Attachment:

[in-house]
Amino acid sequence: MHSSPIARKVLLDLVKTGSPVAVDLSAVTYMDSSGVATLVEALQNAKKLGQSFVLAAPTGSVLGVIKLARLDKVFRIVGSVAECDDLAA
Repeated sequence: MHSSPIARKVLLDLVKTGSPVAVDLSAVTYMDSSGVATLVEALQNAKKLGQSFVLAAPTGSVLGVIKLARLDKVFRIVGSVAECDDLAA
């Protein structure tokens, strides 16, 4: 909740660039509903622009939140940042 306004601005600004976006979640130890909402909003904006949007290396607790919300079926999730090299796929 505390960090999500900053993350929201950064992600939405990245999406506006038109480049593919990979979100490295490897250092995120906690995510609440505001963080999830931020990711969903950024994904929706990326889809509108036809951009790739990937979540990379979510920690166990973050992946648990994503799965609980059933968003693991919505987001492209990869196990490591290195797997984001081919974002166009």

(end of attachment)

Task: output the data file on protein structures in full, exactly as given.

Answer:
[in-house]
Amino acid sequence: MHSSPIARKVLLDLVKTGSPVAVDLSAVTYMDSSGVATLVEALQNAKKLGQSFVLAAPTGSVLGVIKLARLDKVFRIVGSVAECDDLAA
Repeated sequence: MHSSPIARKVLLDLVKTGSPVAVDLSAVTYMDSSGVATLVEALQNAKKLGQSFVLAAPTGSVLGVIKLARLDKVFRIVGSVAECDDLAA
């Protein structure tokens, strides 16, 4: 909740660039509903622009939140940042 306004601005600004976006979640130890909402909003904006949007290396607790919300079926999730090299796929 505390960090999500900053993350929201950064992600939405990245999406506006038109480049593919990979979100490295490897250092995120906690995510609440505001963080999830931020990711969903950024994904929706990326889809509108036809951009790739990937979540990379979510920690166990973050992946648990994503799965609980059933968003693991919505987001492209990869196990490591290195797997984001081919974002166009």